'Receiving or arranging to receive'

"Receiving" is not defined in the 1968 Act but is understood to refer to any taking possession or control of property. It is not necessary for the defendant to have physical possession (especially as "property" includes intangible property such as a credit in a bank account.)

Arranging to receive is a substantive offence and might be charged where the arrangements concerned are no more than merely preparatory and so not an attempt. However, any arrangements must be in respect of goods which are in fact stolen. If the goods have yet to be stolen then another inchoate offence may be made out (such as conspiracy to handle stolen goods) depending on the circumstances.

Undertaking/assisting in the retention, removal, disposal or realisation of stolen goods or arranging to do so

There are two ways in which handling can occur under the second limb of section 22 both of which must involve another person:

  1. The defendant personally undertakes or arranges the retention, removal, disposal or realisation of stolen goods for the benefit of another person; or
  2. The defendant assists in or arranges the retention, removal, disposal or realisation of stolen goods by another person.

The purchaser of stolen goods is not "another person" within this limb of section 22 as the retention, removal, disposal or realisation of the goods is neither carried out for the purchaser’s benefit (A above) nor is it something done by them (B above). The sale is by and for the benefit of the seller, not the purchaser. (R v Bloxham (1982) 74 Cr App R 279.)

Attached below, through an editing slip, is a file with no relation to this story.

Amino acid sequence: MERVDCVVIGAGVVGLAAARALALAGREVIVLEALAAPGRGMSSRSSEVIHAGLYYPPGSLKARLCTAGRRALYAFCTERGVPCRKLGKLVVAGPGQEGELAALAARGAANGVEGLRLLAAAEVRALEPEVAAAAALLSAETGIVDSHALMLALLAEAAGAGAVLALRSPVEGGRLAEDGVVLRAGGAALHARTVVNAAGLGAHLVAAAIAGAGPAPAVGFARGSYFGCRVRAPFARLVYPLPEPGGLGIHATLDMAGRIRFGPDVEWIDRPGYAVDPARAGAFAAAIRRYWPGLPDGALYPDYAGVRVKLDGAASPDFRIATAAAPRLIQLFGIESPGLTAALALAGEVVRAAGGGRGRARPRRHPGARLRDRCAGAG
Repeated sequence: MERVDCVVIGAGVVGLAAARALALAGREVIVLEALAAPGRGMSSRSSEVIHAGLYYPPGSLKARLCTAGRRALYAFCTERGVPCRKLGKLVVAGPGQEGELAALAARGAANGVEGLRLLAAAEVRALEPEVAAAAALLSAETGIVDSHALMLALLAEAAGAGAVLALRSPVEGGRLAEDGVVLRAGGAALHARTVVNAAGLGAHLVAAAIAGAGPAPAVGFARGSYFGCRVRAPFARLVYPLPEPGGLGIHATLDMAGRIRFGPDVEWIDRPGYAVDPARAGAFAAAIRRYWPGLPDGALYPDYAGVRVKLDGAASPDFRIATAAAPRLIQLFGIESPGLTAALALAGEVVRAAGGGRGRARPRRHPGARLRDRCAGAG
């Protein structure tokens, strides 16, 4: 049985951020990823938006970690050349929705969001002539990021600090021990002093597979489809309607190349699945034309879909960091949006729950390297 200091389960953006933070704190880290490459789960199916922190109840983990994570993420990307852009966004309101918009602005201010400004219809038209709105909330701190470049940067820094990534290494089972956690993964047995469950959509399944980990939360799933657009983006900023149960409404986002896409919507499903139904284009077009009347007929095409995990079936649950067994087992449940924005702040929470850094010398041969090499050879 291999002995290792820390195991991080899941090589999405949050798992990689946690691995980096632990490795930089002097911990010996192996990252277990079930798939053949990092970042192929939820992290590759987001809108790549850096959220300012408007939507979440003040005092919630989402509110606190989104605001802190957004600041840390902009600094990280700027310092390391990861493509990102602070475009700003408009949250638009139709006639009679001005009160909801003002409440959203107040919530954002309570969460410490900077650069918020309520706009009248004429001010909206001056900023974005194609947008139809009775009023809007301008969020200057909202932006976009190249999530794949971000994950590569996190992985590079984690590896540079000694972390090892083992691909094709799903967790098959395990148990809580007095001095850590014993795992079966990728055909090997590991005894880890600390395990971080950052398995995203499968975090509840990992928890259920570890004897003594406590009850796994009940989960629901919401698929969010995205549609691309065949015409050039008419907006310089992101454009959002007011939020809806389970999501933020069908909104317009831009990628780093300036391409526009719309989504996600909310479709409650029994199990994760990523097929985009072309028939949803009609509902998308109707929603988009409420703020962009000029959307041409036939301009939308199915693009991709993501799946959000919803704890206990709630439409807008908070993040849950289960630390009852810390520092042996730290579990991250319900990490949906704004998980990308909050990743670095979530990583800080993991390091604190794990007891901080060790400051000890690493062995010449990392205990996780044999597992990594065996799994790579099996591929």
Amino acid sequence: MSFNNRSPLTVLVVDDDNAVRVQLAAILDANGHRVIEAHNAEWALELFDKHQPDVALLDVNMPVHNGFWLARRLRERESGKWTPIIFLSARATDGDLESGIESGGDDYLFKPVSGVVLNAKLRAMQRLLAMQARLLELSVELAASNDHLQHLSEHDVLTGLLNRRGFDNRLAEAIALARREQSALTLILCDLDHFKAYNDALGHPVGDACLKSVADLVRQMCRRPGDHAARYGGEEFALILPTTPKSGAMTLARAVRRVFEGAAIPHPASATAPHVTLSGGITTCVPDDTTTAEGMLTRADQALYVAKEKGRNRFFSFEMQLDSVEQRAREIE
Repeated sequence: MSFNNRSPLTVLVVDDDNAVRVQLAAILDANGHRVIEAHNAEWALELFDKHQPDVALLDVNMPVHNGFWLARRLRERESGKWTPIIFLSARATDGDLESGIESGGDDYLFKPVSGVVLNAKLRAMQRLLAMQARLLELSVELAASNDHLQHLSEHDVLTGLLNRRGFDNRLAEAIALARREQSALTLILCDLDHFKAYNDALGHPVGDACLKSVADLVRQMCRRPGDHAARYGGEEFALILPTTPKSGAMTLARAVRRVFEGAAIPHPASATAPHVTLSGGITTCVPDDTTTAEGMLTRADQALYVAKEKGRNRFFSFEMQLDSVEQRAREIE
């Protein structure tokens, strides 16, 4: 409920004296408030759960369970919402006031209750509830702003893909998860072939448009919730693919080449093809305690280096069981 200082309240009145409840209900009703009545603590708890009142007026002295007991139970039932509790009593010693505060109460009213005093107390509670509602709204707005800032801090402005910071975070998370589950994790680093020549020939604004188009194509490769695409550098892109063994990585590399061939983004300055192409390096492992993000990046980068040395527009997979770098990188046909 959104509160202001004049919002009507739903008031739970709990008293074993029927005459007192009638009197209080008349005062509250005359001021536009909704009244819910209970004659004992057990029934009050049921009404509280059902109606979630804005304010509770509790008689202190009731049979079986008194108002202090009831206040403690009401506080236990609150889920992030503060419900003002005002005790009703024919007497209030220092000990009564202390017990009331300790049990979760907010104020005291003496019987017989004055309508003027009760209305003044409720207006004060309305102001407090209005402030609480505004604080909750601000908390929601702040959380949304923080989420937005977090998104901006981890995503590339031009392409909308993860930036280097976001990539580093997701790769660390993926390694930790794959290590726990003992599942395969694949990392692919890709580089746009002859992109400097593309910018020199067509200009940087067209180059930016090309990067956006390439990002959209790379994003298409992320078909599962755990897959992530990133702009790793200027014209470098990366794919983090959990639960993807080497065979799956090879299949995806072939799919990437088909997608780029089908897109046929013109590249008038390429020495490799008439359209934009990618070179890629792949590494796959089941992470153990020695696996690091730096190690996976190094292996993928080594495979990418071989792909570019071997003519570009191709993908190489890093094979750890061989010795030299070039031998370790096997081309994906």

Charging decisions

Where the evidence is capable of supporting either handling or theft then the prosecution may charge both in the alternative. The court cannot convict unless it is satisfied beyond reasonable doubt that one offence rather than the other has been proved and can then convict only of that offence. This can raise difficulties when the evidence proves that the defendant must either be the thief or the handler but it is not clear which. In Stapylton v O’Callaghan [1973] 2 All ER 782 the Divisional Court said that the correct approach in such cases, if the defendant had received the goods, was to convict of theft, since the receiver of stolen goods commits a further appropriation of them at the point of receipt and so will be guilty of theft. Although under section 22 the original thief cannot be a handler, every handler who receives stolen goods will commit a further appropriation of the goods and so may be guilty of a subsequent theft. See above for further commentary on this.